Sunday, 19 April 2015 00:00

More organic milk needed to quench global thirst

Written by 
Green Valley Dairy chief executive Corrie den Haring Green Valley Dairy chief executive Corrie den Haring

Shortage of organic milk is hampering growth of the domestic organic sector, says Green Valley Dairy chief executive Corrie den Haring.

He says global demand is booming, and the market is short of organic butters, specialist milk powders and cream.

Green Valley owns organic dairy farms but needs more milk; it is backing the move by farmers to launch Organic Dairy Hub, a milk wholesaler.

“We have been working with Organic Dairy hub for the last two years and we will be probably their number-one processor,” he told Dairy News. “The aim is to get enough organic and have enough available to continue to grow the market in years to come.”

OHD Cooperative will compete with Fonterra for New Zealand’s fledgling organic milk supply; next season OHD will have about 1 million kgMS from around a dozen farms, some not currently supplying Fonterra organic. 

ODH will be an organic milk wholesaler only, supplying milk to local processors, and will have toll manufacturing arrangements with global marketers. 

Den Haring says ODH is a good model and mirrors organisations operating in other countries.

“You have a farmer, a milk purchaser and you have processors; the wholesaler will sell milk to a number of processors, delinking it from the New Zealand model where a co-op or individual farmer is contracted to the processor.

“If you are a big enough business, the NZ model works for you but not if you have a small business operating at the vagaries of customer demand.”

De Haring says ODH will have multiple outlets for the milk it buys from farmers. “It means over time you they can put some peak milk into long life products and have a base where it’s being sold and converted on a daily basis.”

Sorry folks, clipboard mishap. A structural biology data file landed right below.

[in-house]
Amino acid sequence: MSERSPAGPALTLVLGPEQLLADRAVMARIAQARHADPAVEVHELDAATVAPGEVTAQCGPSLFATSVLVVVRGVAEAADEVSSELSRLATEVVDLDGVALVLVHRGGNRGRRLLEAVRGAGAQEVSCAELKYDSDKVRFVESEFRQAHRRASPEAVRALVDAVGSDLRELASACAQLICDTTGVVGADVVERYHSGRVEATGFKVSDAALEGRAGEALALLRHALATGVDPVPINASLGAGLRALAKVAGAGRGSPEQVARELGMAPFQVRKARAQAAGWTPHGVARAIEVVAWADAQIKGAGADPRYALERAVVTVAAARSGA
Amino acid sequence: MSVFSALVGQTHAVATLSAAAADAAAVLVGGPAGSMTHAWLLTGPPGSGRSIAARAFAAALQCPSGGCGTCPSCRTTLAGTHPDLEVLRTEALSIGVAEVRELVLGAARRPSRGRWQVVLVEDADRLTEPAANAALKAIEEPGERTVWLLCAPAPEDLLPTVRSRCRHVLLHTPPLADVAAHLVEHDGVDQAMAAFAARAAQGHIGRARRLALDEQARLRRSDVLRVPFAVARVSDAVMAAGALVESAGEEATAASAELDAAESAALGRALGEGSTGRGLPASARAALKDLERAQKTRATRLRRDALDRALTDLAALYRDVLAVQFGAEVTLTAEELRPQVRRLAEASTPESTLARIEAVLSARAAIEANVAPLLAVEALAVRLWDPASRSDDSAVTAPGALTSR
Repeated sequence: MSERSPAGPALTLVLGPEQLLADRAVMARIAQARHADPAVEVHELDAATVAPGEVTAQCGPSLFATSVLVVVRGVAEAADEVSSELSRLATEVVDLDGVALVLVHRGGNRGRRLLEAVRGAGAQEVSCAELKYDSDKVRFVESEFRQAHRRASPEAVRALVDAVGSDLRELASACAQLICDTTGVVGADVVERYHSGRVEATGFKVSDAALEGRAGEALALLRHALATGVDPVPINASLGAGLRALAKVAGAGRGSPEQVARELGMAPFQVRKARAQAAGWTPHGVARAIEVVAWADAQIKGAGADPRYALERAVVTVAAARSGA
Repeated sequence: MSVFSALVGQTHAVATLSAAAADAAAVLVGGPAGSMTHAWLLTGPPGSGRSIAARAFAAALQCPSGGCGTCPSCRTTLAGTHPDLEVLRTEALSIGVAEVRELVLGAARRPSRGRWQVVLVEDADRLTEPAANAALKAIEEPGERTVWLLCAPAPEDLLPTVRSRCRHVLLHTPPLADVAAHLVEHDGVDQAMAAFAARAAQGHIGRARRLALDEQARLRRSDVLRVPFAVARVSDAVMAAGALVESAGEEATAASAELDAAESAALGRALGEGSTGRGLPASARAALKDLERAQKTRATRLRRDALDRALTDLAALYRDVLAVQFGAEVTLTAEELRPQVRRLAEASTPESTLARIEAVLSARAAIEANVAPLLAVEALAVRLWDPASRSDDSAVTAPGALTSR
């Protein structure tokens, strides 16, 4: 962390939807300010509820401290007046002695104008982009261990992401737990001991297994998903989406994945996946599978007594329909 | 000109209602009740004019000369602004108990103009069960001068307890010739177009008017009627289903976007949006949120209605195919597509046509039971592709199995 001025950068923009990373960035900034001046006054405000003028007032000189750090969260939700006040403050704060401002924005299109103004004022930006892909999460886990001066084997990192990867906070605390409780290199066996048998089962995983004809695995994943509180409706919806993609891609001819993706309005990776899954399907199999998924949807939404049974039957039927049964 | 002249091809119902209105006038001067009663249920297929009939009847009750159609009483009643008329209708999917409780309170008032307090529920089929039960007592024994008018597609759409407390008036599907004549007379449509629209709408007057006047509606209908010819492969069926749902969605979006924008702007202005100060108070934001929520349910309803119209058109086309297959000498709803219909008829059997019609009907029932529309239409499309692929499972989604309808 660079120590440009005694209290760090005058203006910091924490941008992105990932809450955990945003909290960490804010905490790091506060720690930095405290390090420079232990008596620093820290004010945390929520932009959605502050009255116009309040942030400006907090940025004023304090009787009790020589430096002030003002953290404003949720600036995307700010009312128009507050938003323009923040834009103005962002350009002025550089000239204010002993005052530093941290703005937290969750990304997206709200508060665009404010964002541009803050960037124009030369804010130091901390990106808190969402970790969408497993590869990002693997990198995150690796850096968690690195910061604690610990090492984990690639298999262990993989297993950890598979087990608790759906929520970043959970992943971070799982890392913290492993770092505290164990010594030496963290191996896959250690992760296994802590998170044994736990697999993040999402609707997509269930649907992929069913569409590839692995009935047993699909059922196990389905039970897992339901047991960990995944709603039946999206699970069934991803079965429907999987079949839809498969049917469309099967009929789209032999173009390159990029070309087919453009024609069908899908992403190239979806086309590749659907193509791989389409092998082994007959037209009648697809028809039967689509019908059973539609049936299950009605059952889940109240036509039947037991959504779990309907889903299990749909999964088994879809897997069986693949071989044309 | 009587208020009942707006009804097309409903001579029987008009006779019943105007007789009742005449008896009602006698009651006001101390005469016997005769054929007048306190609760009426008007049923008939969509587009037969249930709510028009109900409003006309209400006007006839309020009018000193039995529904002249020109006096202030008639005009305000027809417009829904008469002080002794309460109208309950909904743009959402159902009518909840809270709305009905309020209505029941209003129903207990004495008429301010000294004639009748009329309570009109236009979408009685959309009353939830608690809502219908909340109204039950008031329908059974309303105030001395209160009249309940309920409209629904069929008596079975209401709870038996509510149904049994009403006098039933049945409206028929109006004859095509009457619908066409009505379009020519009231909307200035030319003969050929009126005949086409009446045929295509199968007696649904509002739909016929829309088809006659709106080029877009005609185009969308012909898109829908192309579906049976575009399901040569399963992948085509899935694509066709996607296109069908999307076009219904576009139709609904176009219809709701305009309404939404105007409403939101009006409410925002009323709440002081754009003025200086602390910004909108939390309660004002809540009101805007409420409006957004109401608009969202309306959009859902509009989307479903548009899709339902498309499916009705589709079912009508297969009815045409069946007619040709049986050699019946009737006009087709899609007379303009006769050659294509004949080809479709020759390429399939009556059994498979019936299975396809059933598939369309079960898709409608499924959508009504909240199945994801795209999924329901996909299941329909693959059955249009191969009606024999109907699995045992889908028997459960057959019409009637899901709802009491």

He says ODH is the most positive development in the organic sector since Organic Dairy Ltd folded in Okato, Taranaki five years ago.

“It is an alternative mechanism that has the strong capability of being a leading force in organics and other areas.”

OHD project manager Bill Quinn says farmers won’t be involved in processing milk; they will “stick to their knitting, which is milk production on-farm”. 

“The old milking stool has three legs: suppliers, processors and marketers; each is a skill and discipline in its own right. The hub will coordinate between them; we have marketers who want products like organic butter and we will link them with processors who can do that; we’ve got the milk.”

Quinn believes Fonterra has not been sincere with its organic suppliers in recent years, cancelling contracts to satisfy its organic growth strategy. Fonterra’s organic milk suppliers has dropped to 73 from 127 three years ago. This has left milk suppliers and processors frustrated, he says.

Fonterra recently announced a 45c/kgMS hike in its organic milk premium; its organic suppliers will now get $1.50/kgMS above the conventional milk price. The co-op is also seeking an extra 600,000kgMS next season.

Quinn says Fonterra lifts its game only when another player enters the organic market. He says farmers needed an alternative market to Fonterra and this led to OHD’s formation over the last three seasons.

New wholesaler to be different

The collapse of New Zealand Organic Dairy Farmers Cooperative in Taranaki five years ago will still be fresh on farmers’ minds, says Quinn.

Quinn, helping farmers launch a new organic milk wholesaler, says there is a degree of caution to any business plan. “The Okato failure is still very much in the minds of the farmers and the wider industry.”

The NZODFC set up Organic Dairy Ltd in Okato to make cheese for export; the company folded in 2010 owing $15 million to creditors. About 30 jobs were lost.

However, Quinn says ODH will be different. It will be selling milk only to processors; farmers will be sure of payment and receive the market rate for milk.

“Not being a processor of milk we are doing all of our business in New Zealand, under local currency and laws.

“We will be forward selling a raw ingredient therefore we will be paid 100% of the negotiated price on the following month and can pay the farmer that price.

 “Farmers will be signing contracts at the beginning of the season and will know what will be paid throughout the season.”

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